Last updated on May 16th, 2017 at 02:42 pm
Plymouth Rock knows all New Jersey drivers are experiencing pain at the gas pump. At the time of this post, the average price of a gallon of gas in New Jersey is $3.58. In southern New Jersey, prices are hovering around $3.62 in some areas. Increased prices are not only affecting cars—diesel fuel is averaging $3.96 per gallon, with many stations charging over $4 per gallon.
The pain we are feeling isn’t exclusive to Jersey drivers. Across the entire country, the price of gasoline has risen steadily for the last 30 plus days from $3.27 to $3.74 per gallon. California is suffering the most from the gas burden, with prices across most of the state exceeding $4 per gallon.
The real question is—why are gas prices so high all of a sudden?
According to CNNMoney, OPEC (the cartel of oil exporting nations) has dropped crude oil production by nearly one million barrels per month in response to increased production by other nations, including the United States. The drop in production is one factor driving up prices.
A second factor is demand from China. Many experts predicted a decline in the Chinese economy, which would have reduced their demand on foreign oil and eased global production schedules—keeping prices lower. This decline did not fully materialize.
Third, many refineries close for routine maintenance at the end of winter. Gasoline in the summer months is formulated differently in order to lower emissions because historically the number of drivers on the road increases. It is because of this reformulation that plants must close, perform maintenance, and then begin producing “summer gas.” An upward trend in gas prices is normal from February to Memorial Day strictly based on expectations of rising consumption and refinery slowdown, but this year’s ascent started mid-January and has climbed faster than ever before.
Is it all just speculation?
Industry insiders have claimed “gas petro-noia” as commodities speculators bet on higher prices happening earlier this year than previous years, “but there is still a lot of room for prices to move upwards” according to Atlas Commodities oil broker Carl Larry.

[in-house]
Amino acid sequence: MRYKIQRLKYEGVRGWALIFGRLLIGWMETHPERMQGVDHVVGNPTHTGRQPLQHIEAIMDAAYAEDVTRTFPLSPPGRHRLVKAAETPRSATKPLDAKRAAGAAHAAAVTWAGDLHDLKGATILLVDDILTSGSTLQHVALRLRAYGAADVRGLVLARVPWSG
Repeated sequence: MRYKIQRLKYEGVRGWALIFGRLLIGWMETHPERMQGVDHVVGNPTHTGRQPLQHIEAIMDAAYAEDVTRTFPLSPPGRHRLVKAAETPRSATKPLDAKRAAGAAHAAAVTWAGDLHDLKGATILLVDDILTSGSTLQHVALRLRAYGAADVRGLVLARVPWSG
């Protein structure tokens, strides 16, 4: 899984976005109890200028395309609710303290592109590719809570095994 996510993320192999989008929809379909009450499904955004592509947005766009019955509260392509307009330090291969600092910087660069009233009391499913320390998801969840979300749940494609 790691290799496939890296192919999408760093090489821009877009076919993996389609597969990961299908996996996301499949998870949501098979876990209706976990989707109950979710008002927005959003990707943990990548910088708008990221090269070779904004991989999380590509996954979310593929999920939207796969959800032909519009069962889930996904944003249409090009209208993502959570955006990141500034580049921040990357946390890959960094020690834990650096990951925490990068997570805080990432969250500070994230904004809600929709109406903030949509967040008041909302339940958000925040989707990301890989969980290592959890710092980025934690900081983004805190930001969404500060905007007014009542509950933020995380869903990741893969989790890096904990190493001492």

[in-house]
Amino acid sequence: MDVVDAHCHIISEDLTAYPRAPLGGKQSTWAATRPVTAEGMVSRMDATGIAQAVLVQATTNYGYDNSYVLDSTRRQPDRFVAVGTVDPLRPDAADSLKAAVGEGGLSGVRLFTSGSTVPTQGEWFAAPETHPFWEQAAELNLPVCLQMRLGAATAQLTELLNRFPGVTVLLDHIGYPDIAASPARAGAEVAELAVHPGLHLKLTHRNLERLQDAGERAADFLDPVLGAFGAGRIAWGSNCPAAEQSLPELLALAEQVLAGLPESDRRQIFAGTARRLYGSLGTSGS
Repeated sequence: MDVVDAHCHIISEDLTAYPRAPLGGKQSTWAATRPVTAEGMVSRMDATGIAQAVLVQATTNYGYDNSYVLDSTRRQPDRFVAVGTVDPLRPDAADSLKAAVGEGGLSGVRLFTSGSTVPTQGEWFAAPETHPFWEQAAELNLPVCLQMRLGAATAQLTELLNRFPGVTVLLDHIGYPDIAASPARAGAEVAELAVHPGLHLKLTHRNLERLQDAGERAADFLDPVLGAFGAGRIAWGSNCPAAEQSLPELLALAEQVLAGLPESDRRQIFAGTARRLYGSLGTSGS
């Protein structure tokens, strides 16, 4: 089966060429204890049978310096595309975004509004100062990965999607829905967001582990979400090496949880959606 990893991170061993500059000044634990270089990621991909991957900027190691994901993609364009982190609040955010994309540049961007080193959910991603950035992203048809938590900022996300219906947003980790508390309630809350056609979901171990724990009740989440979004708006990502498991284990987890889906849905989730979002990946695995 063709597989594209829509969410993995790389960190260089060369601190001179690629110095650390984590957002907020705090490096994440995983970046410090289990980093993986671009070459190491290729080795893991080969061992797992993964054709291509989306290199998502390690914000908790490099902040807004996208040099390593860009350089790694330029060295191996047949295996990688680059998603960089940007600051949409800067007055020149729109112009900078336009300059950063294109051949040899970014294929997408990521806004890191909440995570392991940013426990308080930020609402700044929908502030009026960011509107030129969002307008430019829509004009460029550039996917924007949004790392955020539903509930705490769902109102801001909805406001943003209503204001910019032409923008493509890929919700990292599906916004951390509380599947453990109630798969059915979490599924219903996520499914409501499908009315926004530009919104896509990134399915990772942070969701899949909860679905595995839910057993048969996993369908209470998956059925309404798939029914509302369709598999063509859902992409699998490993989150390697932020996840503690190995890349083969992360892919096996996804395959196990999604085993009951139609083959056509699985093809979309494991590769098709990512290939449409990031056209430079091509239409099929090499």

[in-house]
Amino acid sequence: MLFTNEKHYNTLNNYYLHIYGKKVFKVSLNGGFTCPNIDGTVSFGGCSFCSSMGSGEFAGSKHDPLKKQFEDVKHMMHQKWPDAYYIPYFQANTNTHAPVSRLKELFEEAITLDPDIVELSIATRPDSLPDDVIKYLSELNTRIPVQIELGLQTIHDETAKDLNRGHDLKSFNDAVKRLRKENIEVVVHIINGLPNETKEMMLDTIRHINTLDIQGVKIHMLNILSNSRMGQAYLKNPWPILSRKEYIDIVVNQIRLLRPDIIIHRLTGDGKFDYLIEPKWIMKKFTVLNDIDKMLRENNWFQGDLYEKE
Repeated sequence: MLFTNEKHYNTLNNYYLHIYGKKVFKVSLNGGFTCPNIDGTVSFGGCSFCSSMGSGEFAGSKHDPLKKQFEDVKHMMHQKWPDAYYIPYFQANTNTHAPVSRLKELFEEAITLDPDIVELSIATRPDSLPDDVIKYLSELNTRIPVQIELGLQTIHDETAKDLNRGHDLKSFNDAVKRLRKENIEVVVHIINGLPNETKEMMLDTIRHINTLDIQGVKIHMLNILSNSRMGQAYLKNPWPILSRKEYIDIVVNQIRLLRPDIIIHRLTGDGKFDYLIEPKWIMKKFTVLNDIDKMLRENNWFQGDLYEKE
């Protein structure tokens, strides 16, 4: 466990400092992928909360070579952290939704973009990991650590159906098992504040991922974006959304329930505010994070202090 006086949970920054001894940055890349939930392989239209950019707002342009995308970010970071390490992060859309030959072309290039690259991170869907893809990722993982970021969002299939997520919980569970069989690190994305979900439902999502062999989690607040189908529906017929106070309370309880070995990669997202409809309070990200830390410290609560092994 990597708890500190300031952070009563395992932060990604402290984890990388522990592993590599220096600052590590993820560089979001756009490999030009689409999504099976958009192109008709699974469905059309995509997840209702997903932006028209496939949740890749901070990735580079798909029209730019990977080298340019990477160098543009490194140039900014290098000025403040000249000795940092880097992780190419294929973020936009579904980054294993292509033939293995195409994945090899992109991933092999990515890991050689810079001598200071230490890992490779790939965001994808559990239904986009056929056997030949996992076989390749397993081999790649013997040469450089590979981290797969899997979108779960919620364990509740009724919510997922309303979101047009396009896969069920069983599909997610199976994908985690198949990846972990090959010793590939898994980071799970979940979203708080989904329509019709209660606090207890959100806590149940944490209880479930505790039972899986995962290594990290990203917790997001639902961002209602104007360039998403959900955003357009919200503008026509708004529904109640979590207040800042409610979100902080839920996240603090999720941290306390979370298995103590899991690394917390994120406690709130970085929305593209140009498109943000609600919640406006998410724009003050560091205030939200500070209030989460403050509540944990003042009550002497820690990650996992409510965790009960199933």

In 2008 when gas hit its all-time high national average of $4.11 per gallon, crude was $145 per barrel. The price of crude is currently hovering between $96 and $98 per barrel this week. Many commodities dealers are predicting prices to peak in middle March at $4.25, seeing little or no reason for the price of crude to decrease before then.
What keeps crude trending upwards is an increased demand from the US, whose drivers have not curbed intake despite the high unemployment rate and slow-growth economy. With this continued demand, any other of the usual suspects like refinery shutdowns, unrest in oil producing nations, or natural disasters will send the price higher fast.
A $5 national average?
Insiders are doubtful that we will see a national average of $5 per gallon, although some areas of California have cracked that ceiling. The reason the price at the pump will stay below $5 is simple—the US consumer refuses to pay $4.11 per gallon. When prices in 2008 cracked the $4 mark, consumption dropped drastically. OPEC, the refineries, and the gas companies felt it across the board.
Here in New Jersey, we see consumer habits changing already. In a local discussion on the Facebook page for Jersey Doesn’t Stink, many fans chimed in about the high price of gasoline. One fan stated, “I’m watching every dime, I only use my car when I absolutely have to.” Another fan echoed those sentiments, “I can only afford to drive to/from work and a few errands.”